Synthetic blood and the well of Bethlehem

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Today’s NZ Herald has a story ‘Scientists to create synthetic blood.’

But developing blood made from the cells of spare IVF embryos will raise difficult ethical issues for people not happy with the idea of destroying embryos to create stem cells. It also raises the intriguing philosophical question of whether the synthetic blood will have come from someone who never existed. In theory, just one embryo could meet the nation’s needs.

If I were run over by a bus and needed blood trasfusion, please do not use this kind of blood even if it is the only kind available. I am not suggesting that this blood would not be precious. It would be precious beyond words. Too precious for me.

I am reminded of another situation from the life of David:

At that time David was in the stronghold, and the Philistine garrison was at Bethlehem. David longed for water and said, “Oh, that someone would get me a drink of water from the well near the gate of Bethlehem!” So the Three broke through the Philistine lines, drew water from the well near the gate of Bethlehem and carried it back to David. But he refused to drink it; instead, he poured it out before the LORD. “God forbid that I should do this!” he said. “Should I drink the blood of these men who went at the risk of their lives?” Because they risked their lives to bring it back, David would not drink it. (1 Chron 11: 16-19)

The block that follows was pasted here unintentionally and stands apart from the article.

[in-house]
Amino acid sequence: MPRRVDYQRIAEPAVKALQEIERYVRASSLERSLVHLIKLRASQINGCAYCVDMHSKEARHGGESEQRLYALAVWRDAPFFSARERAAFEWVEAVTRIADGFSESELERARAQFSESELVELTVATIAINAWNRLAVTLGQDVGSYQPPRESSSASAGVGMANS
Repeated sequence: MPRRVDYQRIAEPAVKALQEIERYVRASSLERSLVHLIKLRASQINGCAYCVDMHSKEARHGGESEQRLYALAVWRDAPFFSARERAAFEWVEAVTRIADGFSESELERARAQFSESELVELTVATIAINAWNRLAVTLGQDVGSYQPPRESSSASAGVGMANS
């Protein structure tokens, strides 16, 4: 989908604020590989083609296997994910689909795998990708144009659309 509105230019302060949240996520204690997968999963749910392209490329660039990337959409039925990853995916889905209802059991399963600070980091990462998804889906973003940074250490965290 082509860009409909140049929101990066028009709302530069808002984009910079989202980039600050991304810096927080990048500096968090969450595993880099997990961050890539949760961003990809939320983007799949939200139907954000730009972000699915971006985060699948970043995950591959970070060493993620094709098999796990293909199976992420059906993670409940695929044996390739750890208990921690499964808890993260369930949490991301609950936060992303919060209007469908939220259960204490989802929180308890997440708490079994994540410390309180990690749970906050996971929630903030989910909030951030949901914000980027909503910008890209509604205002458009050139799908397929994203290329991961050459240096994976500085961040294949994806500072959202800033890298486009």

Did David save anything by throwing away the precious water? The men had already risked their lives. In one sense, he wasted the water and threw away their efforts. So too, by refusing this blood, I cannot save the life of the child. It is the principle of the thing. That water represented the blood of three men who could have been killed. This synthetic blood is the blood of a child that has been killed. I want none of it.

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